Keytone Dairy targets Asia with $15m raise

Keytone Dairy plans to increase production and China exports with the $15 million raised ahead of a planned float on the Australian share market.
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Keytone Dairy plans to boost production and exports to China with the $15 million it raised ahead of its expected float on the Australian share market.
The New Zealand-based dairy company – which sells milk powders, health and sports nutrition products – produces its own brands and manufactures for private labels.
It raised $15 million ahead of its expected ASX listing through the issuing of 75 million shares priced at 20 cents each, setting a market capitalisation of $30 million.
The company, which lodged its prospectus with ASIC in April, hopes its shares will start trading on the ASX this coming week.
Keytone currently has limited production capacity at its existing Christchurch factory and will use some of the capital raised through the initial public offering to build an additional facility in nearby Rolleston.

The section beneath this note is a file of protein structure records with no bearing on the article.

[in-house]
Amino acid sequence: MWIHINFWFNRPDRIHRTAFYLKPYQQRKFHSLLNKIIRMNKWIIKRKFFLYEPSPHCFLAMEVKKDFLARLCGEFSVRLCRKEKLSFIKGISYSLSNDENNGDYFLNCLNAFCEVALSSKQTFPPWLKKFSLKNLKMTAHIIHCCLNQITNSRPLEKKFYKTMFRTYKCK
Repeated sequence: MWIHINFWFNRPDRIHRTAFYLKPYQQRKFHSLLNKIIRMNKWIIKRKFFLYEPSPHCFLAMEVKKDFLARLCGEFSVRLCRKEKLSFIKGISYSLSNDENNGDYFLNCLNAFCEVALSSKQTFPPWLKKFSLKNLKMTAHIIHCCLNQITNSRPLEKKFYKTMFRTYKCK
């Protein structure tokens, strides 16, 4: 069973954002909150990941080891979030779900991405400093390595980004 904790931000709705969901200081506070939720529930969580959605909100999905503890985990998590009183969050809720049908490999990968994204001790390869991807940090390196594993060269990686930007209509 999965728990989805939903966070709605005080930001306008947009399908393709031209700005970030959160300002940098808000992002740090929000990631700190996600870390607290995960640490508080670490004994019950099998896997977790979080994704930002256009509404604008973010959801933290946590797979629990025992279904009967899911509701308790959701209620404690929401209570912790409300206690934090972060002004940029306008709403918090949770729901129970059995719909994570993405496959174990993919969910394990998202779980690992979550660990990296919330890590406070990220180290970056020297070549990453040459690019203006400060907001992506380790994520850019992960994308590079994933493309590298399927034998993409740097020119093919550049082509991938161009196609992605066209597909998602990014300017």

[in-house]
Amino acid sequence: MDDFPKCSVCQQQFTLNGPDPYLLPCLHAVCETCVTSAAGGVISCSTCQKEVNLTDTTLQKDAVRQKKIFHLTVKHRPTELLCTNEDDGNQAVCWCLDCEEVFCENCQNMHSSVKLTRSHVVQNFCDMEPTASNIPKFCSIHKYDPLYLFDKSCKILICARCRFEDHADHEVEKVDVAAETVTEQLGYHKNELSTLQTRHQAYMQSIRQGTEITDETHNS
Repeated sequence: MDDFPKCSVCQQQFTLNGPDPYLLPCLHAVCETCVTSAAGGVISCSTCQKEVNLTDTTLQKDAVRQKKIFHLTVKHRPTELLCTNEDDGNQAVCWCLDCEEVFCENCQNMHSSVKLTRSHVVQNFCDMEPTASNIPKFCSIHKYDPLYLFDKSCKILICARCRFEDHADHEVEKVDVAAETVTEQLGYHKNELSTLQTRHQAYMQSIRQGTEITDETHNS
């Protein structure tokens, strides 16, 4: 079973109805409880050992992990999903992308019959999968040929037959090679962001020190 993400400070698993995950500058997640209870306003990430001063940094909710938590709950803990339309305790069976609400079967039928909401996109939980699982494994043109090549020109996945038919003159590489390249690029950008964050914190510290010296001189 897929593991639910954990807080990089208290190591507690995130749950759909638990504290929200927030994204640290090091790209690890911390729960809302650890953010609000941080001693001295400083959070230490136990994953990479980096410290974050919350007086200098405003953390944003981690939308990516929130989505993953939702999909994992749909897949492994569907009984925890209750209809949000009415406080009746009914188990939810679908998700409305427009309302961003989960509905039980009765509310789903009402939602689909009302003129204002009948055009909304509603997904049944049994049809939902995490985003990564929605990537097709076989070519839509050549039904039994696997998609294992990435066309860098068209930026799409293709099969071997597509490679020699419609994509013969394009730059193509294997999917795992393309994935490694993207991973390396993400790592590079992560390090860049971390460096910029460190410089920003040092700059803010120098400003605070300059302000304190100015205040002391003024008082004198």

Non-executive chairman Bernard Kavanagh, a former general manager of Warrnambool Cheese and Butter, said he expects annual production to increase from 1,500 tonnes to 5,000 tonnes.
The company is actively seeking supermarket contracts after it started providing Woolworths’ New Zealand subsidiary Countdown with milk powder in 2017, according to Keytone’s prospectus.
But the majority of the increase will be sold in China, where more than 70 per cent of Keytone’s products are exported.
«When we look at Asia generally there are lots of countries that have increasing demand for dairy products,» he said.
Taiwan, Vietnam, the Philippines, Indonesia, Japan and the Middle East are other potential markets for export, Mr Kavanagh said.
Mr Kavanagh said the company was not currently considering manufacturing in Australia but would be open to organic and inorganic growth opportunities.
«We will be having a very proactive approach in relation to growing the business and looking at M&A (mergers and acquisitions) activity,» he said.
By: Melissa Jenkins
Source: Australian Associated Press

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